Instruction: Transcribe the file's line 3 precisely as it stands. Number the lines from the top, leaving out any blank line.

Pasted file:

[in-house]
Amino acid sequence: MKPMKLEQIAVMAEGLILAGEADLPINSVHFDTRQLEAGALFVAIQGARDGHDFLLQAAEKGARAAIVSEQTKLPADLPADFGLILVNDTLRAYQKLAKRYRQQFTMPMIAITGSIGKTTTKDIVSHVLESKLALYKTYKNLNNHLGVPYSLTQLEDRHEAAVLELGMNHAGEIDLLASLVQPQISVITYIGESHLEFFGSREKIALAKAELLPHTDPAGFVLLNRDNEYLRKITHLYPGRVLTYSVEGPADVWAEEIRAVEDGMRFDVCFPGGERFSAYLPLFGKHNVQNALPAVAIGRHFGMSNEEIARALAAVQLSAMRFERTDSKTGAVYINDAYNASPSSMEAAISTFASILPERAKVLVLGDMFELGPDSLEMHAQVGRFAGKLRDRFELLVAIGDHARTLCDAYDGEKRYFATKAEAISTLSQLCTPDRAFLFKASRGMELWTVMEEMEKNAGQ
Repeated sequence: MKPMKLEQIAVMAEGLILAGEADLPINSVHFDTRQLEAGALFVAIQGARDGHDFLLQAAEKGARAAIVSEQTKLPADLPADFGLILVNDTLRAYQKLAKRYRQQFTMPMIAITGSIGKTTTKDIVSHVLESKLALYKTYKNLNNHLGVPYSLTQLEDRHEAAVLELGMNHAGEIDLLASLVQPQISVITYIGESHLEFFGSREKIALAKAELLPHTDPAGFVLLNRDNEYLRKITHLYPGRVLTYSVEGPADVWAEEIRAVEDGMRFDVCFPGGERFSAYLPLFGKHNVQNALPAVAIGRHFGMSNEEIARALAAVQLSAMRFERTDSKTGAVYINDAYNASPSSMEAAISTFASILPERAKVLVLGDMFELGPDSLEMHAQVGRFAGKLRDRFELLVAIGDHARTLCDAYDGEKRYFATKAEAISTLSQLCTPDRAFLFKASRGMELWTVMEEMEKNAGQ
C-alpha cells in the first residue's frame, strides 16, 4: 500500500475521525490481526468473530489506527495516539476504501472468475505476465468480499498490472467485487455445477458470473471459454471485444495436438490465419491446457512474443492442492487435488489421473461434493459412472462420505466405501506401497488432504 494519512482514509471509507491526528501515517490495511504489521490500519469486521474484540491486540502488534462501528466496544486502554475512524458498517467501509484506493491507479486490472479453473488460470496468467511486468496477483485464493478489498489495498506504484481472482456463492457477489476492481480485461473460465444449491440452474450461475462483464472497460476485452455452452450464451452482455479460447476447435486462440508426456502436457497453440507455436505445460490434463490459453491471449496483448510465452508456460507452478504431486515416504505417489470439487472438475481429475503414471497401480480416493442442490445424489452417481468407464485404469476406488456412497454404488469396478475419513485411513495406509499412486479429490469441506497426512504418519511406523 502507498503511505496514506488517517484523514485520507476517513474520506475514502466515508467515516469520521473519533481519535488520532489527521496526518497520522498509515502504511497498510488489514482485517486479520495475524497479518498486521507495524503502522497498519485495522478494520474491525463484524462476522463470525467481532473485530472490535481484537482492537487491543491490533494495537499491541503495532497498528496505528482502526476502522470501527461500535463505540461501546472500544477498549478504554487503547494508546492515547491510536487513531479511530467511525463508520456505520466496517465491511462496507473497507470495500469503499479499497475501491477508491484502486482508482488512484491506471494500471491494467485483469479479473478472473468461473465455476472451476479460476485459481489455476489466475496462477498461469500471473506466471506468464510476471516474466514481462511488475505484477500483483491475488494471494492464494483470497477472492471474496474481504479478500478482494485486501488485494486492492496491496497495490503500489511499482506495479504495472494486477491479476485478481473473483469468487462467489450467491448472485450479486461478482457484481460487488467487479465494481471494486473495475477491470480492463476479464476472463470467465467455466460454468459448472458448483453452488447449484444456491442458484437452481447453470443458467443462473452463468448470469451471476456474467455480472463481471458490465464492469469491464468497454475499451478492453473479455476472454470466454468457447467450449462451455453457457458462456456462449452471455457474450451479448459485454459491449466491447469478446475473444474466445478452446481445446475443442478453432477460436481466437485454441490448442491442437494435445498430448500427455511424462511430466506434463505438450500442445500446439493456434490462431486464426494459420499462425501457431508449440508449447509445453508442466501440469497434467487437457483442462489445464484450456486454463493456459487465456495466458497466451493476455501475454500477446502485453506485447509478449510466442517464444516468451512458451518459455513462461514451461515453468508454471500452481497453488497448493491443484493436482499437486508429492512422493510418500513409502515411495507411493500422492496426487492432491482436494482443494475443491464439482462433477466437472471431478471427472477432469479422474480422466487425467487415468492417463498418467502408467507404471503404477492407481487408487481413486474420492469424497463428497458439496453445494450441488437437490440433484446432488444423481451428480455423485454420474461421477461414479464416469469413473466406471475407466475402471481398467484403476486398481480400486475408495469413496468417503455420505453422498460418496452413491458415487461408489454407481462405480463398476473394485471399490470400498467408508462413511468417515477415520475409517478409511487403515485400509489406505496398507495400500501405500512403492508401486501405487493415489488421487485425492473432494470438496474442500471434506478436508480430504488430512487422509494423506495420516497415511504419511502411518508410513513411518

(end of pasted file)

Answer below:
Repeated sequence: MKPMKLEQIAVMAEGLILAGEADLPINSVHFDTRQLEAGALFVAIQGARDGHDFLLQAAEKGARAAIVSEQTKLPADLPADFGLILVNDTLRAYQKLAKRYRQQFTMPMIAITGSIGKTTTKDIVSHVLESKLALYKTYKNLNNHLGVPYSLTQLEDRHEAAVLELGMNHAGEIDLLASLVQPQISVITYIGESHLEFFGSREKIALAKAELLPHTDPAGFVLLNRDNEYLRKITHLYPGRVLTYSVEGPADVWAEEIRAVEDGMRFDVCFPGGERFSAYLPLFGKHNVQNALPAVAIGRHFGMSNEEIARALAAVQLSAMRFERTDSKTGAVYINDAYNASPSSMEAAISTFASILPERAKVLVLGDMFELGPDSLEMHAQVGRFAGKLRDRFELLVAIGDHARTLCDAYDGEKRYFATKAEAISTLSQLCTPDRAFLFKASRGMELWTVMEEMEKNAGQ